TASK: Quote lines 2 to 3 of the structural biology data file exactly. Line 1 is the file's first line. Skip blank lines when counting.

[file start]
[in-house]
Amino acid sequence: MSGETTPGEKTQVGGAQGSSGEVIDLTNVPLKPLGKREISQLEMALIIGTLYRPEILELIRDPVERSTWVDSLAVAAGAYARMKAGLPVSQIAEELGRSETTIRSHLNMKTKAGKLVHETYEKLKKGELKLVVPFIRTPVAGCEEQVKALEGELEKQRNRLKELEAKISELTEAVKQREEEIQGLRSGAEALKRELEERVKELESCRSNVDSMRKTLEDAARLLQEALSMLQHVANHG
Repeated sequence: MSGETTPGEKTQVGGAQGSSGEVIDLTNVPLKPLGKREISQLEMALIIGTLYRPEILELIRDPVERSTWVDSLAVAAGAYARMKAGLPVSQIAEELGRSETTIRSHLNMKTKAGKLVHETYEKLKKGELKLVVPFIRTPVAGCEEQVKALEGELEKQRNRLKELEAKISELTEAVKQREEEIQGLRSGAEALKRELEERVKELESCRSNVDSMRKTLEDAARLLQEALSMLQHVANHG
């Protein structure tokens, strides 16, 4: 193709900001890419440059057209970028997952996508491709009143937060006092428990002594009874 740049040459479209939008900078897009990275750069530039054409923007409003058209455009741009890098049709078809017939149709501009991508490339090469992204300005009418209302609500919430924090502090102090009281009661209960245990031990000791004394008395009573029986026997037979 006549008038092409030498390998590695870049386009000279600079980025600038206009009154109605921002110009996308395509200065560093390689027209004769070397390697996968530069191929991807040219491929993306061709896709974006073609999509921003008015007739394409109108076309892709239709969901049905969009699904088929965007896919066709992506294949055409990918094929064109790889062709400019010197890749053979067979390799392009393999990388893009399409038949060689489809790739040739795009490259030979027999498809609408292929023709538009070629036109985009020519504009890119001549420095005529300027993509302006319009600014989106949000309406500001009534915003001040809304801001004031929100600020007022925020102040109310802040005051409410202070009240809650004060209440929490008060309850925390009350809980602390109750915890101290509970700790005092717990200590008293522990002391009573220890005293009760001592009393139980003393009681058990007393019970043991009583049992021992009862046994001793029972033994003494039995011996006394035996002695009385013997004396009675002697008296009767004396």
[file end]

Amino acid sequence: MSGETTPGEKTQVGGAQGSSGEVIDLTNVPLKPLGKREISQLEMALIIGTLYRPEILELIRDPVERSTWVDSLAVAAGAYARMKAGLPVSQIAEELGRSETTIRSHLNMKTKAGKLVHETYEKLKKGELKLVVPFIRTPVAGCEEQVKALEGELEKQRNRLKELEAKISELTEAVKQREEEIQGLRSGAEALKRELEERVKELESCRSNVDSMRKTLEDAARLLQEALSMLQHVANHG
Repeated sequence: MSGETTPGEKTQVGGAQGSSGEVIDLTNVPLKPLGKREISQLEMALIIGTLYRPEILELIRDPVERSTWVDSLAVAAGAYARMKAGLPVSQIAEELGRSETTIRSHLNMKTKAGKLVHETYEKLKKGELKLVVPFIRTPVAGCEEQVKALEGELEKQRNRLKELEAKISELTEAVKQREEEIQGLRSGAEALKRELEERVKELESCRSNVDSMRKTLEDAARLLQEALSMLQHVANHG